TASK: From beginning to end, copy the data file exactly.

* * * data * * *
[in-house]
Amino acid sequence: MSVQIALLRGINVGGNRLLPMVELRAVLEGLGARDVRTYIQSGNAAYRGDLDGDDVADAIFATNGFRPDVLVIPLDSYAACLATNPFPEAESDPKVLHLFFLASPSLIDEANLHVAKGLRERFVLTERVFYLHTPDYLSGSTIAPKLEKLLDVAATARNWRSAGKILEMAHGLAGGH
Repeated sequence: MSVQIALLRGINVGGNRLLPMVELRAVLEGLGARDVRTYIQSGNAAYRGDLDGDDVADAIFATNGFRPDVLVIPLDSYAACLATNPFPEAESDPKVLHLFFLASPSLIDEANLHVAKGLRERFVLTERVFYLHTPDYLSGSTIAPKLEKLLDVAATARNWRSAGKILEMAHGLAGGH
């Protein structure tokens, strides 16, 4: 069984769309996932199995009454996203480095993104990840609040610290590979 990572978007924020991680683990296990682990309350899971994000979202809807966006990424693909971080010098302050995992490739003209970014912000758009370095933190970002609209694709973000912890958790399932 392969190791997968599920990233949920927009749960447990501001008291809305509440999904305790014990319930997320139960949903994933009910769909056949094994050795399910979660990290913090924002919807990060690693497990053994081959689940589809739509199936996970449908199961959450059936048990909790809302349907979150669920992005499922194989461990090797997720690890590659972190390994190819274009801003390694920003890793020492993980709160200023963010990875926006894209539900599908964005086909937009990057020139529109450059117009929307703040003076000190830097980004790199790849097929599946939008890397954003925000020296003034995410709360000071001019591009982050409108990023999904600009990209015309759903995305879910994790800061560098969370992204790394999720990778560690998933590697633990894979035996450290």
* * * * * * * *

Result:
[in-house]
Amino acid sequence: MSVQIALLRGINVGGNRLLPMVELRAVLEGLGARDVRTYIQSGNAAYRGDLDGDDVADAIFATNGFRPDVLVIPLDSYAACLATNPFPEAESDPKVLHLFFLASPSLIDEANLHVAKGLRERFVLTERVFYLHTPDYLSGSTIAPKLEKLLDVAATARNWRSAGKILEMAHGLAGGH
Repeated sequence: MSVQIALLRGINVGGNRLLPMVELRAVLEGLGARDVRTYIQSGNAAYRGDLDGDDVADAIFATNGFRPDVLVIPLDSYAACLATNPFPEAESDPKVLHLFFLASPSLIDEANLHVAKGLRERFVLTERVFYLHTPDYLSGSTIAPKLEKLLDVAATARNWRSAGKILEMAHGLAGGH
């Protein structure tokens, strides 16, 4: 069984769309996932199995009454996203480095993104990840609040610290590979 990572978007924020991680683990296990682990309350899971994000979202809807966006990424693909971080010098302050995992490739003209970014912000758009370095933190970002609209694709973000912890958790399932 392969190791997968599920990233949920927009749960447990501001008291809305509440999904305790014990319930997320139960949903994933009910769909056949094994050795399910979660990290913090924002919807990060690693497990053994081959689940589809739509199936996970449908199961959450059936048990909790809302349907979150669920992005499922194989461990090797997720690890590659972190390994190819274009801003390694920003890793020492993980709160200023963010990875926006894209539900599908964005086909937009990057020139529109450059117009929307703040003076000190830097980004790199790849097929599946939008890397954003925000020296003034995410709360000071001019591009982050409108990023999904600009990209015309759903995305879910994790800061560098969370992204790394999720990778560690998933590697633990894979035996450290």